You came to talk about something far less serious, yet it has nonetheless gotten us all worked up. I’m talking about the fly in our collective and proverbial soup - #OscarsSoWhite.

For those living under a rock, the social media hashtag was born of frustration caused by the fact that last year, none of the twenty Academy Award nominations for acting went to a person of color, nor was director Ava DuVernay nominated for her work on the film Selma. #OscarsSoWhite resurfaced this year when all of the acting nominations again went to Caucasian performers. The controversy transcended all of our smartphones, tablets, and laptops when actress Jada Pinkett Smith called for a boycott of the Oscars. Her husband, actor Will Smith, joined her cause. Director and lightning rod Spike Lee also announced plans to skip the ceremony for the same reason. From there, seemingly every black actor who ever appeared in anything had a microphone shoved in his/her face and asked what they thought about all this. A few whites had the same experience. In an instant, the whole world was talking about #OscarsSoWhite.

Except me.

I was sitting at the table watching as this fly landed on the rim of our bowl. A couple of times I tried shooing it away, but it kept returning. Eventually, it took that clumsily executed dive into our soup, earning low scores from the judges for the gigantic splash it made as it broke the liquid surface. Unlike others of its ilk, it didn’t die in the smoldering concoction. It began swimming laps, backstroking just so I could see its smiling face as it maneuvered around its own personal pool.

Here I am, black movie blogger, one who should be rushing to voice an opinion. If you are a fairly frequent reader of mine then you cannot be blamed for assuming my pen would dance across numerous blue lines performing the choreography of my emotional response. Yes, I’m a dinosaur who still spills ink – in cursive, no less. While this is not a blog defined by race or gender, I have made it a place where I can comfortably discuss both from time to time as I see fit. Shocking no one, I see fit.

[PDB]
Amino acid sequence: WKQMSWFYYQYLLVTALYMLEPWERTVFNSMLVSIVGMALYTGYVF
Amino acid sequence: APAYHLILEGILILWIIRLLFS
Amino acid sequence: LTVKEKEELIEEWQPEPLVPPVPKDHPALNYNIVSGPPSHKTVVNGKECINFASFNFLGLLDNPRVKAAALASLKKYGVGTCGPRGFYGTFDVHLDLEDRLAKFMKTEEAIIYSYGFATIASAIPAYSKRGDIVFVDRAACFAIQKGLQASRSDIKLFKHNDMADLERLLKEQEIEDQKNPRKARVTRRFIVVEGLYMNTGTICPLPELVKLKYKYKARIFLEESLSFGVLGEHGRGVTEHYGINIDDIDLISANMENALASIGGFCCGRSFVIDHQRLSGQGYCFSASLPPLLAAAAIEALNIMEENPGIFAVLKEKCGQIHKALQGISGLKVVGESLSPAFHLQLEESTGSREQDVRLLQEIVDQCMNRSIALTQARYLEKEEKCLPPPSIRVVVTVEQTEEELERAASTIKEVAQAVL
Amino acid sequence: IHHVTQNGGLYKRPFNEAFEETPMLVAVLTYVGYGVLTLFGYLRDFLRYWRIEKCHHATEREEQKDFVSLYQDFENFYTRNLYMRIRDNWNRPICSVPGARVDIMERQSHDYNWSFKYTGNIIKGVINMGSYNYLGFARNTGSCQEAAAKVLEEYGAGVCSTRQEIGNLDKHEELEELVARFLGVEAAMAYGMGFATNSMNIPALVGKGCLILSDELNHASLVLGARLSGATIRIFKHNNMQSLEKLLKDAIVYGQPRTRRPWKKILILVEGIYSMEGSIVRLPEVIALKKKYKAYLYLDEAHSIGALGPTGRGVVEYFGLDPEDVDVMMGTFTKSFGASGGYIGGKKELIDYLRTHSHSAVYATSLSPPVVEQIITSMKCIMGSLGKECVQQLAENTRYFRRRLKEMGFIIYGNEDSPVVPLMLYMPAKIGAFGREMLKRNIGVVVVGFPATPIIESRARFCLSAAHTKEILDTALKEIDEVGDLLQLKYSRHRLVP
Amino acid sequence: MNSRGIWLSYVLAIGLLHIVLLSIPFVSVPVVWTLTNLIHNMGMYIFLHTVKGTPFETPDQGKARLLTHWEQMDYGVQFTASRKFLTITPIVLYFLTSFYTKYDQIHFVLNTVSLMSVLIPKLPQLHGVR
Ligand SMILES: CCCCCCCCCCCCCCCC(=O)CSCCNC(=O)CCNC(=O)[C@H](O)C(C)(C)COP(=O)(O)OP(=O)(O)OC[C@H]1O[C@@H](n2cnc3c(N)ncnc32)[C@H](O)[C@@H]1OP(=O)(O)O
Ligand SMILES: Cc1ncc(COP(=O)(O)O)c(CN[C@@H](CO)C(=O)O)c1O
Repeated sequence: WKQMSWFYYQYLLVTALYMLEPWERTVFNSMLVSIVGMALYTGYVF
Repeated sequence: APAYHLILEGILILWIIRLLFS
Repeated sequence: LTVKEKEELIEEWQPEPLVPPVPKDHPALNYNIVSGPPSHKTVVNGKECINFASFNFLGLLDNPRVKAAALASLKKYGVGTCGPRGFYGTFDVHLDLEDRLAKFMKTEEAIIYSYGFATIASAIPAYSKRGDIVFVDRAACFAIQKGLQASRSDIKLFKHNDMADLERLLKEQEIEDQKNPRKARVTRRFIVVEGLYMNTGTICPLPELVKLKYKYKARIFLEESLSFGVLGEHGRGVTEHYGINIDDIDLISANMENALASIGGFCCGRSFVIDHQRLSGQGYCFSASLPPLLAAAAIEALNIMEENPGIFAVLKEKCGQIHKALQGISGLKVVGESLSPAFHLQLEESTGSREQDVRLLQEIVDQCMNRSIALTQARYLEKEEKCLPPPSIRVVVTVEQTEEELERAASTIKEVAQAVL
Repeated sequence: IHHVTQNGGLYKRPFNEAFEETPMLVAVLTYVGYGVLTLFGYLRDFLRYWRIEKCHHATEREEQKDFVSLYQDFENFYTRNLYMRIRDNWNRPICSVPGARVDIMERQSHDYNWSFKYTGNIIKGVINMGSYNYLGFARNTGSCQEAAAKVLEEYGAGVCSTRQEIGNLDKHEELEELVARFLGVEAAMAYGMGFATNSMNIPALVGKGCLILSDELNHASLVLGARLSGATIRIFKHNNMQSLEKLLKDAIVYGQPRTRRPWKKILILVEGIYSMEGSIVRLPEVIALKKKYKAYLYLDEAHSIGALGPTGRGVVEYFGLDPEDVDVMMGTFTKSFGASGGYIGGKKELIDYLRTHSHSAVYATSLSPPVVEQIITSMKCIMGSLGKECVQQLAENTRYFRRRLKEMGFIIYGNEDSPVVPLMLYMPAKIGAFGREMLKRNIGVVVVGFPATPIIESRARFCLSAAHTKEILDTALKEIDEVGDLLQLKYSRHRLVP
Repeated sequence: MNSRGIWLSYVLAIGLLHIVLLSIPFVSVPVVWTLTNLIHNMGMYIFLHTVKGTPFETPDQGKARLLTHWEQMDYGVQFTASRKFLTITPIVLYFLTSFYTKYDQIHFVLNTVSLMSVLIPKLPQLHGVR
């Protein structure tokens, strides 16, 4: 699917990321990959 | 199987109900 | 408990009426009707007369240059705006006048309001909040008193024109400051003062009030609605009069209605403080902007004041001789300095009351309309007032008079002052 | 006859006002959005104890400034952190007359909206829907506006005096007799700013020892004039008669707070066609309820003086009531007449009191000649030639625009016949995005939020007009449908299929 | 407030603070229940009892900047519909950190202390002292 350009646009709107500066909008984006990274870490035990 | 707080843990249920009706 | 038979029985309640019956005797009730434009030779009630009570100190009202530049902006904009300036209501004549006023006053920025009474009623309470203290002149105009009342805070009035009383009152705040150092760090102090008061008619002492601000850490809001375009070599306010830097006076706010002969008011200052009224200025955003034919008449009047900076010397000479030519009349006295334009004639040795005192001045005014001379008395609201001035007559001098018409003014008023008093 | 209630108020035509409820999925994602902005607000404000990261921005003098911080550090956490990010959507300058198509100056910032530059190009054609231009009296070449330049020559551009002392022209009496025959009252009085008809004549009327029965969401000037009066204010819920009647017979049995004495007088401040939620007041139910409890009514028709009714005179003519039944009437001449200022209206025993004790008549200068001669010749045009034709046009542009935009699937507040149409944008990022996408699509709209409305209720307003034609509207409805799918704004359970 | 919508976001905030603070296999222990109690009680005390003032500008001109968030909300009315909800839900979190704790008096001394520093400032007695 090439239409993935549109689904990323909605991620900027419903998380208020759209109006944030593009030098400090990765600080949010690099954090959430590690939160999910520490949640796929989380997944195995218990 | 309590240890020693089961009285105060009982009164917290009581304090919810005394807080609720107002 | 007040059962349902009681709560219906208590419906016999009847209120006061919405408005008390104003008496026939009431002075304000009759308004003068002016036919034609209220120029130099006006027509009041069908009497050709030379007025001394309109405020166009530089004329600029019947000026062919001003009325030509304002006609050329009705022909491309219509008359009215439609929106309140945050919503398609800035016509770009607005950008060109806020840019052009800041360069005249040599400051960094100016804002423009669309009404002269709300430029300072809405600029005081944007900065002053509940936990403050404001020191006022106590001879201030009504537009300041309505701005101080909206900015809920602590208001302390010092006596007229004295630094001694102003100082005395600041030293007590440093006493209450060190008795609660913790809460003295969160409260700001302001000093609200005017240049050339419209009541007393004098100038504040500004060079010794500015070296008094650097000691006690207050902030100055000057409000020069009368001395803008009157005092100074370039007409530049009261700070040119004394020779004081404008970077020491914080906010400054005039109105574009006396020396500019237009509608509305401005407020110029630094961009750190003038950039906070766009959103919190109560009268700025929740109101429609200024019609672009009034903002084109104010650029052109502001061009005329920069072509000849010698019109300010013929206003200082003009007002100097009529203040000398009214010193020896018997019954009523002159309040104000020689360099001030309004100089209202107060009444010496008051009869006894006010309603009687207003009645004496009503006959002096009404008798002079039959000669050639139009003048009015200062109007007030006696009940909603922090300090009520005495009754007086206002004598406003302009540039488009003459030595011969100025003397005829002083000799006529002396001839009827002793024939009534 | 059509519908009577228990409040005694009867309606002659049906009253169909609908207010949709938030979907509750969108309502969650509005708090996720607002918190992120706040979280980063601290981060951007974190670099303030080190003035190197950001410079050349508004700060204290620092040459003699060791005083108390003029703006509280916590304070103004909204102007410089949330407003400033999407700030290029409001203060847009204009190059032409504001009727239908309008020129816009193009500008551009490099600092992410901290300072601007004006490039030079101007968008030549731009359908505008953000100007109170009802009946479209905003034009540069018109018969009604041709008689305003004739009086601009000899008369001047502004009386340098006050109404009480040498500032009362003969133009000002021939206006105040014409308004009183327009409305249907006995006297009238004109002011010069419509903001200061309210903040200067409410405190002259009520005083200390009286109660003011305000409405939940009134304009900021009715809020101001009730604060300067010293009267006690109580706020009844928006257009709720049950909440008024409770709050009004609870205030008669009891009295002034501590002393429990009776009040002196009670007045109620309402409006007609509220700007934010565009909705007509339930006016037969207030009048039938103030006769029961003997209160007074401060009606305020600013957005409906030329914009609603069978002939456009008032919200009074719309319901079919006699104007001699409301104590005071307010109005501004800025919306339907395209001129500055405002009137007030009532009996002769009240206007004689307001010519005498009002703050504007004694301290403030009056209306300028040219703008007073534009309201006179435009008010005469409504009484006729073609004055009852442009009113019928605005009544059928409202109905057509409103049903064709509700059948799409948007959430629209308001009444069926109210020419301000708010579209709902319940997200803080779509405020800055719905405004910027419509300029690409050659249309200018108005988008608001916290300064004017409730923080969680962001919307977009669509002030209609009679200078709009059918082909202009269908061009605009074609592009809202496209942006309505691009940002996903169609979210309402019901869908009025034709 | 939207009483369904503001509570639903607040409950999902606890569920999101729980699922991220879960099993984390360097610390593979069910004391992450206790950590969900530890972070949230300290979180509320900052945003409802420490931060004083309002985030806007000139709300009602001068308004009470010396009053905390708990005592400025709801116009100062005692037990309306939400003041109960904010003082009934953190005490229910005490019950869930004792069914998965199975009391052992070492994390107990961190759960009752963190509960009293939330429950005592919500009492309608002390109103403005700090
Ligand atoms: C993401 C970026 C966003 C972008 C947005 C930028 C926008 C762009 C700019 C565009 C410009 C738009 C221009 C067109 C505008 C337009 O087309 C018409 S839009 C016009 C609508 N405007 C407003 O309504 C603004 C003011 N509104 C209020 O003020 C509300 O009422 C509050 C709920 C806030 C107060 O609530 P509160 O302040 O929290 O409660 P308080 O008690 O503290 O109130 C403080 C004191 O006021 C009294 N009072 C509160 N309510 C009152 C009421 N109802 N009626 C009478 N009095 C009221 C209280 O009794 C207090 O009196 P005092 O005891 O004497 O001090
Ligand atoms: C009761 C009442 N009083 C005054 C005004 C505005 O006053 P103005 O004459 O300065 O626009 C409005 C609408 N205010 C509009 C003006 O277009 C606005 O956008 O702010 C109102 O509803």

That I was going to speak on the #OscarsSoWhite was easy to discern. What’s more complicated is where I stand on it. I don’t think boycotting the Oscars is the right call. However, I’m not willing to completely dismiss the strategy out of hand. I don’t know Jada Pinkett Smith personally. I’ve never even met her. That said, I ‘ve been familiar with her for close to thirty years, ever since she first showed up on the sitcom A Different World. She has always struck me as an intelligent woman near my own age with a sense of history, particularly African-American history. I have no doubt she was drawing on the spirit of the Civil Rights Movement in this country as spearheaded by Rev. Dr. Martin Luther King Jr. when she decided a boycott was needed. Despite sound reasoning, she picked the wrong target. It’s already been said many times, even by some of you reading this. The Academy Awards are a symptom of the problem, not the problem itself. They are the runny nose, not the actual cold. Boycotting them is the equivalent of blowing that runny nose. It may stop running for a minute or two, but you still have the cold.